Friday, January 16, 2004

Icon of the Chinese Diaspora

Icon of the Chinese Diaspora

When I was in Yogjakarta last week, I went into an eating shop and saw eight calendars hanging on its walls. Immediately I knew the owner was Chinese. Only the Chinese have this obsessive preoccupation with dates and figures.

In Semarang, I had my lunch at a Chinese restaurant and saw 17 wall calendars hanging there! Even temples were not spared: I saw calendars with huge numerals at the Sam Poh Kong temple. This temple was built in honour of the great 15th century Chinese mariner, Zheng He (or better known in Malaysia as Admiral Cheng Ho) who made seven voyages to Java island.

This Muslim eunuch is greatly revered in Malacca where a similar temple stands in his honour. Zheng He's fleet even went as far as Madagascar and the Middle East. There are even theories that suggest Zheng He reached as far as America and should be credited as its discoverer instead of Columbus. Zheng He's voyages marked that great era when the Chinese ruled the waves and trade flourished between the Chinese, Arabs and the peoples of Nusantara.

The Sam Poh Kong temple in Semarang looked better maintained than the one in Malacca. Expansion and renovation works were going on feverishly, no doubt fueled by the enormous wealth of the local Chinese community. Giant red candles and joss-sticks cast a garish air to the place. The main altar was almost hidden inside a dark cave-like hall; there amidst the paraphernalia of worship, stood the images of Admiral Zheng He--silent icons of the Chinese diaspora.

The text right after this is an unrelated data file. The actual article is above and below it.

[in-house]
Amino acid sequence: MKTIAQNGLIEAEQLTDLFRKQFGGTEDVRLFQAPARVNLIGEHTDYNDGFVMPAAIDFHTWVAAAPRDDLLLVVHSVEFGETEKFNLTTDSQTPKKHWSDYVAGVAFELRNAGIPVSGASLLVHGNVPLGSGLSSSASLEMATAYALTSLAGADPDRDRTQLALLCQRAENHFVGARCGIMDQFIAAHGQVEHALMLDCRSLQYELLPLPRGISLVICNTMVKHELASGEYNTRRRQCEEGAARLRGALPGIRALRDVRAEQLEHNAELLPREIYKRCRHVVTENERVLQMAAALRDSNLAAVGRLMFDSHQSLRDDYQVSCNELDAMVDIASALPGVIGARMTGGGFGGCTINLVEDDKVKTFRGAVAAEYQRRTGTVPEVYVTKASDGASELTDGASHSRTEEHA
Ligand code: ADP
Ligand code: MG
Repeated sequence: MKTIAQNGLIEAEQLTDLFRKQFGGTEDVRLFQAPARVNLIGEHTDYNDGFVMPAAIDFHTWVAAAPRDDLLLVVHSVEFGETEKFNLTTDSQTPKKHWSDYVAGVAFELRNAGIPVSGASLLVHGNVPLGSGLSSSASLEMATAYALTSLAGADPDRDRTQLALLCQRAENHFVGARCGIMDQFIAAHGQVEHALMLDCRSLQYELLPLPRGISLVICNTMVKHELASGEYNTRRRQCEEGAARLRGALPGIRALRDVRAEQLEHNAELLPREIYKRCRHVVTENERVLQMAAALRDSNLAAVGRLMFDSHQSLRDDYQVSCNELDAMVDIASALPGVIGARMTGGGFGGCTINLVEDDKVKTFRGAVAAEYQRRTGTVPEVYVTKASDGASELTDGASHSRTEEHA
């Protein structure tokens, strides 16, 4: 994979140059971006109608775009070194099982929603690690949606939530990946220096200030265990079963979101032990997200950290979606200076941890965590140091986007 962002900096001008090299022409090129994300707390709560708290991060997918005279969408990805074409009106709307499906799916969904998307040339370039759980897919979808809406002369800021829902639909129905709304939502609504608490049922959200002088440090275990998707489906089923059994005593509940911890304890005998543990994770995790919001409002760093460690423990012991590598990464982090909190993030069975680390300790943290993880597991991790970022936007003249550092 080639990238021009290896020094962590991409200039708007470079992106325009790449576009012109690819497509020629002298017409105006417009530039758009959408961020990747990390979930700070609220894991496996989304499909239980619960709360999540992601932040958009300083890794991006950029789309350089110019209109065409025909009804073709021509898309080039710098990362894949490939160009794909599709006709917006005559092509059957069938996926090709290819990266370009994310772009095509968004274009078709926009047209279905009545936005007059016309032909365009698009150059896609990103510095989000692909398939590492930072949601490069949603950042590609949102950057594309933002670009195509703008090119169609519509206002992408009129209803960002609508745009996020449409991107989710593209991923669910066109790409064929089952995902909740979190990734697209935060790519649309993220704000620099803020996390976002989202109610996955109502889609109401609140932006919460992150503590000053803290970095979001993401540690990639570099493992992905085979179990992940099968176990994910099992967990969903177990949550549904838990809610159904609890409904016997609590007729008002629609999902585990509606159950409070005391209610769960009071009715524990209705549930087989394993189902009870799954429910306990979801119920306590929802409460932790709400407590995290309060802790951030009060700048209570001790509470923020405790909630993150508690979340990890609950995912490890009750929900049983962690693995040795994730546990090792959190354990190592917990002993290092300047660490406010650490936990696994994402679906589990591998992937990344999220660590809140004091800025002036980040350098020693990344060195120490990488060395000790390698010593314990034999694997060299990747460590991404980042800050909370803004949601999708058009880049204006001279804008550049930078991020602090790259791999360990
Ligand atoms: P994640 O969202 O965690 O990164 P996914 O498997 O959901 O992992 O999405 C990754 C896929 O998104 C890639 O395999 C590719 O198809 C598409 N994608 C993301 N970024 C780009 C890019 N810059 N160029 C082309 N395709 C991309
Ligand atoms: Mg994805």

The stamp of the Chinese people is everywhere in Semarang. I explored the narrow alleys near Pasar Johar and saw the fruits of their industry: trading shops, toko mas (goldsmiths) and toko obat (Chinese pharmacies). Peer into any one of these shops, you'd see the familiar sight of a towkay or towkay-soh, poring stern-faced over the account books or flipping the ever-present calendar on the wall: Nothing concerns the pragmatic Chinese more than the bottom line and a secure future. That is the secret of their success.

I also took the trouble to visit Semarang's harbour, Tanjung Mas as I am very fond of ships. (Of course Didi Kempot's song, Tanjung Mas Ninggal Janji was also a contributing factor). As I stood there watching the bustle of goods being loaded and unloaded, I secretly wished that someday I'd be able to come to Semarang through the sea, landing in Tanjung Mas--perhaps feeling a bit of the thrill that Admiral Zheng He experienced when he first set foot here more than six hundred years ago.

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